I am pleased to share, somewhat belatedly, that my article “Race, Region, and the Black Midwest in the Dunbar Decades” was published in this May’s American Literary History. If you click over to the Writing tab you’ll find a link to read the article. I hope you enjoy! On this page I’ll share a few brief thoughts on the process.
As with any publication, this one has a long history: it dates back to my third semester of graduate coursework, almost seven years ago. In a classroom led by Brad Evans and surrounded by brilliant friends like Dan Malinowski, Ariel Martino, Tim Morris, and Amadi Ozier, I remember being amazed at how kaleidoscopic Dunbar’s poetry collections are when read as a whole. I spent a month looking at microfilm and other materials at the Dayton Public Library. A workshop with Gene Jarrett, an exceptional scholar of the Dunbar decades, helped hone its arguments. The discerning feedback of the readers and editorial staff of ALH truly helped me take the article’s organization and scope to the next level. Meredith McGill liked to tell me that a good article should teach smart readers something, not just give them a compelling claim; I’d like to believe mine does.
My initial aim in this research was to correct two mistakes made by nearly everyone who has written on Dunbar: first, that he did in fact spill a lot of ink writing about or in styles associated with the Midwest, and second, that this writing was indeed popular, in the Midwest and elsewhere. The more I thought about this the more I wanted to know how it worked: what combination of the affordances of style, authorial savvy, circulation systems, and cultural conditions made it possible for a Black man at the height of Jim Crow to become famous as Midwestern.
Methodologically, I wanted to write an article that showed how Dunbar’s writing was able to move the way it did: how Dunbar’s specific stylistic and career choices resonated with emergent cultural associations and literary demographics. The article has four sections. The first outlines the rising popularity of Midwestern style and how Dunbar used it as an alternative thematic space independent of race. The second section tracks Dunbar’s publication strategies for getting his Midwestern work off the ground (even as he also became famous for highly racialized plantation poetry) and how this reputation got legs of its own in newspapers. The third section looks at a few remarkable poems in which Dunbar actually intermixes contemporaneous regional and racial conventions, leveraging stylistic commonalities to suggest cultural affinities. The final section shifts more to reception, showing how Dunbar’s writing encouraged white Midwesterners, Black Midwestern writers, and Black Midwestern reading clubs to consider the possibility of multiracial regional belonging.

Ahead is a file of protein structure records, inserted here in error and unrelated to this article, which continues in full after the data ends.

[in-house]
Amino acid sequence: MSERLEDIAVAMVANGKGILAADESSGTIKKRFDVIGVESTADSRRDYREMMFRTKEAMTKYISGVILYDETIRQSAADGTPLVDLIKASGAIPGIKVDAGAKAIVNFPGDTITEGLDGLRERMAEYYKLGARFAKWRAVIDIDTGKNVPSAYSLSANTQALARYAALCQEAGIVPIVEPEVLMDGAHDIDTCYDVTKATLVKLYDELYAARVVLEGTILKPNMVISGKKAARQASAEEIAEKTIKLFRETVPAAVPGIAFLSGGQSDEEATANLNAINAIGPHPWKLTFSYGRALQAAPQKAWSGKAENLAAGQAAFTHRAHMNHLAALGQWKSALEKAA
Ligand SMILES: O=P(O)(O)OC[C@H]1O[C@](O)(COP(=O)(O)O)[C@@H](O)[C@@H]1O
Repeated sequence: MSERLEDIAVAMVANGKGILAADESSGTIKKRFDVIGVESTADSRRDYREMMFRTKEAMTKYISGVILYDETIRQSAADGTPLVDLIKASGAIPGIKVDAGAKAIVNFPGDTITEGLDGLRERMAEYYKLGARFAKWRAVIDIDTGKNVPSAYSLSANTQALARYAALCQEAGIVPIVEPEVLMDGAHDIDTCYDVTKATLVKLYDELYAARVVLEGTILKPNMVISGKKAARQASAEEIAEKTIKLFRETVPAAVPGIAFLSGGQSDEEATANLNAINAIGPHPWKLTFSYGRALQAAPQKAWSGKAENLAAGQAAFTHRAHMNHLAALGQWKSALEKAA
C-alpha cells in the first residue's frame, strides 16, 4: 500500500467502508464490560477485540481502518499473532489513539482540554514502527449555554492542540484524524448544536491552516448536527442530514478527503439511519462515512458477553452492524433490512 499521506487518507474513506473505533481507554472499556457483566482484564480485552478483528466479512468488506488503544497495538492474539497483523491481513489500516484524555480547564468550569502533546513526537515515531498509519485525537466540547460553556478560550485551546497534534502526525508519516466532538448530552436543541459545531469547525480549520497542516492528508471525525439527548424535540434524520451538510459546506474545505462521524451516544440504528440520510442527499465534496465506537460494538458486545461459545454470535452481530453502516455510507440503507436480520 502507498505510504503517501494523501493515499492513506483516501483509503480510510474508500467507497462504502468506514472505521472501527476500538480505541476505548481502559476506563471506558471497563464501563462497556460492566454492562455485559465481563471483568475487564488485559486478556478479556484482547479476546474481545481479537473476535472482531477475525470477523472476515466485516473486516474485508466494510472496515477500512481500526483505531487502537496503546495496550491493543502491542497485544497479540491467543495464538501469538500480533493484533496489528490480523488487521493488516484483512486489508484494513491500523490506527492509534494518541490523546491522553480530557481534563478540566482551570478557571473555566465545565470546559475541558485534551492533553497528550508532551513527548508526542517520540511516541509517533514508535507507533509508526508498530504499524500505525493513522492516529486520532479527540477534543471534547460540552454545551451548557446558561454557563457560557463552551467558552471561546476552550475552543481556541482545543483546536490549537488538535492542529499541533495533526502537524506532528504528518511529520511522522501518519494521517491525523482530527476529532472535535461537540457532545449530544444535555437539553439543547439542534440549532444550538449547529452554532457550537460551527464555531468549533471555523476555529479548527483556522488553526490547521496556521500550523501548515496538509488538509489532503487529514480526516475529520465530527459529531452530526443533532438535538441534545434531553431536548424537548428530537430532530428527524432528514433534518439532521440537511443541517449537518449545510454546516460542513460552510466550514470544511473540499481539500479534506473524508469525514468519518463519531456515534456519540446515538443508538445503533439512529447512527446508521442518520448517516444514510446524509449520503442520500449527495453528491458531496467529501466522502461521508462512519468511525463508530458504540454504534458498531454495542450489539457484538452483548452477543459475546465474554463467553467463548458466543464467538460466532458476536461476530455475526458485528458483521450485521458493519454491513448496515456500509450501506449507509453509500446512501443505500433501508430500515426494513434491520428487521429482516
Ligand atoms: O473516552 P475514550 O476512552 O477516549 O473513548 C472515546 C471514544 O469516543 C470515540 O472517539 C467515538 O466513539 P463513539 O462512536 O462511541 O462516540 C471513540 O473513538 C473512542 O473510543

The primary source for much of this article was newspapers – poem reprintings, critical reviews, community notices, and more – though magazines were important as well for some of the more sweeping pronouncements on style and for original publication context. I’m always promoting the use of newspapers in literary research, but it’s long and difficult work to scour tiny print on backlit screens. Getting an eye for fin de siècle Midwestern style – to such a degree as to recognize Dunbar’s subtle experiments with it – required reading tons of forgotten poetry volumes. Bibliographies of Black writing were invaluable for locating Dunbar’s Black Midwestern follower-peers.
As with any article, things got left on the cutting room floor. There are scores of fascinating instances of Midwestern publication and recirculation that corroborate the points made in the article: ads for farm acreage that use Dunbar poems, etc., etc. In the chapter version of the article, there’s an additional section that reads a number of Dunbar’s more famous (today, that is) poems about the antebellum South as figuratively estranging that cultural memory, emphasizing its disconnect from modern Black life and thereby preparing the ground for another region. I think it’s a fine section, but it’s not where the real thrust of the argument is.
The project posed two big challenges. One was to write an article that was at once about Dunbar and about the cultural conditions that enabled him. This was a careful balancing act; it required the thread of the argument to shuttle continually into and out of Dunbar’s own work. The first section moves from literary context to a Dunbar story, the second from Dunbar’s agency to diffuse circulation, the third is locked on two Dunbar poems though with many references, and the fourth moves from Dunbar reviews to authorial and readerly reception. None of the readings are of canonical pieces, which raised some eyebrows and meant that the reading-focused third section really had to deliver. Ending with the section with the least Dunbar required some convincing, but I felt that this outward look was where the article needed to culminate. If Dunbar was the beneficiary of a unique cultural moment, he understood it exceptionally well and did a lot to shape it; I don’t think the “Dunbar Decades” is an overstatement.
The second challenge was to avoid overstating the case while still insisting on the Dunbar’s innovation, agency, and impact. I’m not naively optimistic about this: I doubt that the majority of people who read Dunbar’s Midwestern writing suddenly stopped being racist. But I do believe in the power of literature to do things in the world, and the historical record simply has too many examples of people thinking twice about the intersection of race and region after an encounter with Dunbar to simply ignore them. Dunbar saw real artistic and social opportunity for the Black Midwest, and the contours of that opportunity are worth exploring.